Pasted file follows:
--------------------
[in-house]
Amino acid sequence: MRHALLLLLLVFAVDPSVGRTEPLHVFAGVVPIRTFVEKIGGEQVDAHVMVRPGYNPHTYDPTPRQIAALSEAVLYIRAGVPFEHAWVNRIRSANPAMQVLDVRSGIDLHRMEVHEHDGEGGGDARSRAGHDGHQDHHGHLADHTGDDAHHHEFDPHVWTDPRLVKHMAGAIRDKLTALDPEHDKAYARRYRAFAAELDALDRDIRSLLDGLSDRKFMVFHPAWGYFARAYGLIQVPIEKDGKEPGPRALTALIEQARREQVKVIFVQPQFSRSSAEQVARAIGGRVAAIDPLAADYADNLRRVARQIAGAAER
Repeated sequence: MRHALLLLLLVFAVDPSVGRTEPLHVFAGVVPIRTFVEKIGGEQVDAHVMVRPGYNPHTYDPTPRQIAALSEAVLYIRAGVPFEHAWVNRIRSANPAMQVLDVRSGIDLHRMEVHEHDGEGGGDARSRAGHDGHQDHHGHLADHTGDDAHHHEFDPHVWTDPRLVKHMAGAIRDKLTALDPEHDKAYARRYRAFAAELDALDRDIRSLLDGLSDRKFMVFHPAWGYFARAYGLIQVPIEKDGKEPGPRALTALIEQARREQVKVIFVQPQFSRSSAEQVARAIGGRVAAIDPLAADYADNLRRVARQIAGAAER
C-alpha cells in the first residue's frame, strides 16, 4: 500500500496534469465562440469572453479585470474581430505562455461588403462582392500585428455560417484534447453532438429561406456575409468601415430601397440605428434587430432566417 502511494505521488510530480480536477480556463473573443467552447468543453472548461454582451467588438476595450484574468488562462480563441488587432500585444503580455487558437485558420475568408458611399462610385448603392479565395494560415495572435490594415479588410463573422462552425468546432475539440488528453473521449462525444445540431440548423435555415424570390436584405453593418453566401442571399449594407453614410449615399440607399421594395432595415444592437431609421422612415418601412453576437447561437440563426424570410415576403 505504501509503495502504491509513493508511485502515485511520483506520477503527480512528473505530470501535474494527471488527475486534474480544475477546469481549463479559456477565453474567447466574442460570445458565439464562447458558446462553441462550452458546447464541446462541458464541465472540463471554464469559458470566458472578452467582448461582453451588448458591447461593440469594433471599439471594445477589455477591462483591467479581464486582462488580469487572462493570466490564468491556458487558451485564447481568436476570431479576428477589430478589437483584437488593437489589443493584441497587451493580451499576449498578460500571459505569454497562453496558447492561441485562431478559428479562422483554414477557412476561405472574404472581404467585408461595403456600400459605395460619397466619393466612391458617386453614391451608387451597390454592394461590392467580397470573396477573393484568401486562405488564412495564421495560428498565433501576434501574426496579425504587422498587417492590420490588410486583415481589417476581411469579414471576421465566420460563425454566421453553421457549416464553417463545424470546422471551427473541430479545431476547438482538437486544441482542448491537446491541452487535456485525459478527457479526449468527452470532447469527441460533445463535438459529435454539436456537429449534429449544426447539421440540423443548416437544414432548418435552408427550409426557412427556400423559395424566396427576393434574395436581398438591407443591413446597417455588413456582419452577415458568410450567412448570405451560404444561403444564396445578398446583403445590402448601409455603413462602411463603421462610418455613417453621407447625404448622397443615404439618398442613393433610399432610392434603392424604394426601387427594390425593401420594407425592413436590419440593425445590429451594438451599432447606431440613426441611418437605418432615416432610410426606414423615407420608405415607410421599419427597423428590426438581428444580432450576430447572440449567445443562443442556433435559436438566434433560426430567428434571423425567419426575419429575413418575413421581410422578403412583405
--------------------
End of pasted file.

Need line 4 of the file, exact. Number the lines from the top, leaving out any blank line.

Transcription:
C-alpha cells in the first residue's frame, strides 16, 4: 500500500496534469465562440469572453479585470474581430505562455461588403462582392500585428455560417484534447453532438429561406456575409468601415430601397440605428434587430432566417 502511494505521488510530480480536477480556463473573443467552447468543453472548461454582451467588438476595450484574468488562462480563441488587432500585444503580455487558437485558420475568408458611399462610385448603392479565395494560415495572435490594415479588410463573422462552425468546432475539440488528453473521449462525444445540431440548423435555415424570390436584405453593418453566401442571399449594407453614410449615399440607399421594395432595415444592437431609421422612415418601412453576437447561437440563426424570410415576403 505504501509503495502504491509513493508511485502515485511520483506520477503527480512528473505530470501535474494527471488527475486534474480544475477546469481549463479559456477565453474567447466574442460570445458565439464562447458558446462553441462550452458546447464541446462541458464541465472540463471554464469559458470566458472578452467582448461582453451588448458591447461593440469594433471599439471594445477589455477591462483591467479581464486582462488580469487572462493570466490564468491556458487558451485564447481568436476570431479576428477589430478589437483584437488593437489589443493584441497587451493580451499576449498578460500571459505569454497562453496558447492561441485562431478559428479562422483554414477557412476561405472574404472581404467585408461595403456600400459605395460619397466619393466612391458617386453614391451608387451597390454592394461590392467580397470573396477573393484568401486562405488564412495564421495560428498565433501576434501574426496579425504587422498587417492590420490588410486583415481589417476581411469579414471576421465566420460563425454566421453553421457549416464553417463545424470546422471551427473541430479545431476547438482538437486544441482542448491537446491541452487535456485525459478527457479526449468527452470532447469527441460533445463535438459529435454539436456537429449534429449544426447539421440540423443548416437544414432548418435552408427550409426557412427556400423559395424566396427576393434574395436581398438591407443591413446597417455588413456582419452577415458568410450567412448570405451560404444561403444564396445578398446583403445590402448601409455603413462602411463603421462610418455613417453621407447625404448622397443615404439618398442613393433610399432610392434603392424604394426601387427594390425593401420594407425592413436590419440593425445590429451594438451599432447606431440613426441611418437605418432615416432610410426606414423615407420608405415607410421599419427597423428590426438581428444580432450576430447572440449567445443562443442556433435559436438566434433560426430567428434571423425567419426575419429575413418575413421581410422578403412583405